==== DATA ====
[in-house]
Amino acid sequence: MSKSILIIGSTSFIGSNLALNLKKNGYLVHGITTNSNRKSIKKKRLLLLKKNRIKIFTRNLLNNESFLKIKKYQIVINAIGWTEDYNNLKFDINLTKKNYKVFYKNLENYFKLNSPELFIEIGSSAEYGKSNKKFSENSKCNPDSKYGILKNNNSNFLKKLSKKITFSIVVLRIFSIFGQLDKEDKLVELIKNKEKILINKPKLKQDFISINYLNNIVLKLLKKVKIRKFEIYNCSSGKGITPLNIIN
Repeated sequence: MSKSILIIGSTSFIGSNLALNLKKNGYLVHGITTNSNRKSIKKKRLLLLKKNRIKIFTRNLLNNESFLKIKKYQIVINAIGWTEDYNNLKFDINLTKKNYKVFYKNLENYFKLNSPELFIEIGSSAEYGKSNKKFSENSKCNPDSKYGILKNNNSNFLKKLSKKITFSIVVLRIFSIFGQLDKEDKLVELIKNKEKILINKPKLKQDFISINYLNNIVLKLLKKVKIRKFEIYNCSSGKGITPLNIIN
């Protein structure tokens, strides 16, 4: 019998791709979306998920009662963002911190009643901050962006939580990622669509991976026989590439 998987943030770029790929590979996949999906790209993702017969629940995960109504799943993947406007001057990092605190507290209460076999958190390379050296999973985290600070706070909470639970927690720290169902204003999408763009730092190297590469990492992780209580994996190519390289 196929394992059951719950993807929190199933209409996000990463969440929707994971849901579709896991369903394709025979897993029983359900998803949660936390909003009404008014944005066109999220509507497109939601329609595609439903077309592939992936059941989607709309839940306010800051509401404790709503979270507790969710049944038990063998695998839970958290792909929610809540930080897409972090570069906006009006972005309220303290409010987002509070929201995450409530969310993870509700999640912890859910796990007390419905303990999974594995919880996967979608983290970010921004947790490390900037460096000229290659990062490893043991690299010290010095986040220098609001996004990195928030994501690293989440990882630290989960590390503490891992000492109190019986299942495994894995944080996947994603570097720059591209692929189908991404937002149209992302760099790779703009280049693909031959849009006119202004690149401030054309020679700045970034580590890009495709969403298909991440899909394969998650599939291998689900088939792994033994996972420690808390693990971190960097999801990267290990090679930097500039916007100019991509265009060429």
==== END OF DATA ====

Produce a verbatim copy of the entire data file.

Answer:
[in-house]
Amino acid sequence: MSKSILIIGSTSFIGSNLALNLKKNGYLVHGITTNSNRKSIKKKRLLLLKKNRIKIFTRNLLNNESFLKIKKYQIVINAIGWTEDYNNLKFDINLTKKNYKVFYKNLENYFKLNSPELFIEIGSSAEYGKSNKKFSENSKCNPDSKYGILKNNNSNFLKKLSKKITFSIVVLRIFSIFGQLDKEDKLVELIKNKEKILINKPKLKQDFISINYLNNIVLKLLKKVKIRKFEIYNCSSGKGITPLNIIN
Repeated sequence: MSKSILIIGSTSFIGSNLALNLKKNGYLVHGITTNSNRKSIKKKRLLLLKKNRIKIFTRNLLNNESFLKIKKYQIVINAIGWTEDYNNLKFDINLTKKNYKVFYKNLENYFKLNSPELFIEIGSSAEYGKSNKKFSENSKCNPDSKYGILKNNNSNFLKKLSKKITFSIVVLRIFSIFGQLDKEDKLVELIKNKEKILINKPKLKQDFISINYLNNIVLKLLKKVKIRKFEIYNCSSGKGITPLNIIN
């Protein structure tokens, strides 16, 4: 019998791709979306998920009662963002911190009643901050962006939580990622669509991976026989590439 998987943030770029790929590979996949999906790209993702017969629940995960109504799943993947406007001057990092605190507290209460076999958190390379050296999973985290600070706070909470639970927690720290169902204003999408763009730092190297590469990492992780209580994996190519390289 196929394992059951719950993807929190199933209409996000990463969440929707994971849901579709896991369903394709025979897993029983359900998803949660936390909003009404008014944005066109999220509507497109939601329609595609439903077309592939992936059941989607709309839940306010800051509401404790709503979270507790969710049944038990063998695998839970958290792909929610809540930080897409972090570069906006009006972005309220303290409010987002509070929201995450409530969310993870509700999640912890859910796990007390419905303990999974594995919880996967979608983290970010921004947790490390900037460096000229290659990062490893043991690299010290010095986040220098609001996004990195928030994501690293989440990882630290989960590390503490891992000492109190019986299942495994894995944080996947994603570097720059591209692929189908991404937002149209992302760099790779703009280049693909031959849009006119202004690149401030054309020679700045970034580590890009495709969403298909991440899909394969998650599939291998689900088939792994033994996972420690808390693990971190960097999801990267290990090679930097500039916007100019991509265009060429």